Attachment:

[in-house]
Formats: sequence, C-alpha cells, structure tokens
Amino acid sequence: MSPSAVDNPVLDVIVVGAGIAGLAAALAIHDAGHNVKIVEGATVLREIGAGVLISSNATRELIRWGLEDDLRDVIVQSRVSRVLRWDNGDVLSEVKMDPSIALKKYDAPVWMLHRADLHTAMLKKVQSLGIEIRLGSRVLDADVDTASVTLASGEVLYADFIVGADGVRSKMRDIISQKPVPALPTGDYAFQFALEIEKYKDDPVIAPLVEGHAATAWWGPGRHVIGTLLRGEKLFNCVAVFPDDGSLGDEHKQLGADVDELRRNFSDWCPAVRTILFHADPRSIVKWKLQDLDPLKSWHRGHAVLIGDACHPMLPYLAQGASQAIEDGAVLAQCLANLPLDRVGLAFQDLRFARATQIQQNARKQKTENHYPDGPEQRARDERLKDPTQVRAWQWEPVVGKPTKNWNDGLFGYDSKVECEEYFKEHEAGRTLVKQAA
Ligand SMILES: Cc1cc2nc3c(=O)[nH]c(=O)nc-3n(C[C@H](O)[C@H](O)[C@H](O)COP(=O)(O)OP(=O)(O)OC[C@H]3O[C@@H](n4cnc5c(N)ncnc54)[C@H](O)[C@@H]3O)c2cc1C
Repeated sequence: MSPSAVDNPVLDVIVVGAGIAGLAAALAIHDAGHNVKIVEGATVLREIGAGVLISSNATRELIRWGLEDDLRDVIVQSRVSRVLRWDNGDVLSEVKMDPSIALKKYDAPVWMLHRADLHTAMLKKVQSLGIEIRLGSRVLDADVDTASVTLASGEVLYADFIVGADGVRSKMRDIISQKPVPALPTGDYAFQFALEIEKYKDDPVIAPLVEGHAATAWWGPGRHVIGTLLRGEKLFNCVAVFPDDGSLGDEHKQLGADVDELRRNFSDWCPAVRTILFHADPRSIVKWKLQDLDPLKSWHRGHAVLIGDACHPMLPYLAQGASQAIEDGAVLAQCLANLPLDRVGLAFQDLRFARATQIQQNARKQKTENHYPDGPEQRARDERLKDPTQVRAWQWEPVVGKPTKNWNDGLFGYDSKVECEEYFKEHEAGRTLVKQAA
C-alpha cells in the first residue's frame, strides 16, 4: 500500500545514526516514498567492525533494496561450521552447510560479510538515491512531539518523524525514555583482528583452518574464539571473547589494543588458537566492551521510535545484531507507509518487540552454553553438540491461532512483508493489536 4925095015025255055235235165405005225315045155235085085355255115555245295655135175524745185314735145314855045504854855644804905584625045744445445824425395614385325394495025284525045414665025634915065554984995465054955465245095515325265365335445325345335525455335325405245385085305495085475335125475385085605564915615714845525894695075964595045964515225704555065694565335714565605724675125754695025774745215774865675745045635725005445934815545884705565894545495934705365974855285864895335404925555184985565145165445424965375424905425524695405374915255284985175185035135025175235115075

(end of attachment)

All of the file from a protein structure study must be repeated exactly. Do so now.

[in-house]
Formats: sequence, C-alpha cells, structure tokens
Amino acid sequence: MSPSAVDNPVLDVIVVGAGIAGLAAALAIHDAGHNVKIVEGATVLREIGAGVLISSNATRELIRWGLEDDLRDVIVQSRVSRVLRWDNGDVLSEVKMDPSIALKKYDAPVWMLHRADLHTAMLKKVQSLGIEIRLGSRVLDADVDTASVTLASGEVLYADFIVGADGVRSKMRDIISQKPVPALPTGDYAFQFALEIEKYKDDPVIAPLVEGHAATAWWGPGRHVIGTLLRGEKLFNCVAVFPDDGSLGDEHKQLGADVDELRRNFSDWCPAVRTILFHADPRSIVKWKLQDLDPLKSWHRGHAVLIGDACHPMLPYLAQGASQAIEDGAVLAQCLANLPLDRVGLAFQDLRFARATQIQQNARKQKTENHYPDGPEQRARDERLKDPTQVRAWQWEPVVGKPTKNWNDGLFGYDSKVECEEYFKEHEAGRTLVKQAA
Ligand SMILES: Cc1cc2nc3c(=O)[nH]c(=O)nc-3n(C[C@H](O)[C@H](O)[C@H](O)COP(=O)(O)OP(=O)(O)OC[C@H]3O[C@@H](n4cnc5c(N)ncnc54)[C@H](O)[C@@H]3O)c2cc1C
Repeated sequence: MSPSAVDNPVLDVIVVGAGIAGLAAALAIHDAGHNVKIVEGATVLREIGAGVLISSNATRELIRWGLEDDLRDVIVQSRVSRVLRWDNGDVLSEVKMDPSIALKKYDAPVWMLHRADLHTAMLKKVQSLGIEIRLGSRVLDADVDTASVTLASGEVLYADFIVGADGVRSKMRDIISQKPVPALPTGDYAFQFALEIEKYKDDPVIAPLVEGHAATAWWGPGRHVIGTLLRGEKLFNCVAVFPDDGSLGDEHKQLGADVDELRRNFSDWCPAVRTILFHADPRSIVKWKLQDLDPLKSWHRGHAVLIGDACHPMLPYLAQGASQAIEDGAVLAQCLANLPLDRVGLAFQDLRFARATQIQQNARKQKTENHYPDGPEQRARDERLKDPTQVRAWQWEPVVGKPTKNWNDGLFGYDSKVECEEYFKEHEAGRTLVKQAA
C-alpha cells in the first residue's frame, strides 16, 4: 500500500545514526516514498567492525533494496561450521552447510560479510538515491512531539518523524525514555583482528583452518574464539571473547589494543588458537566492551521510535545484531507507509518487540552454553553438540491461532512483508493489536 4925095015025255055235235165405005225315045155235085085355255115555245295655135175524745185314735145314855045504854855644804905584625045744445445824425395614385325394495025284525045414665025634915065554984995465054955465245095515325265365335445325345335525455335325405245385085305495085475335125475385085605564915615714845525894695075964595045964515225704555065694565335714565605724675125754695025774745215774865675745045635725005445934815545884705565894545495934705365974855285864895335404925555184985565145165445424965375424905425524695405374915255284985175185035135025175235115075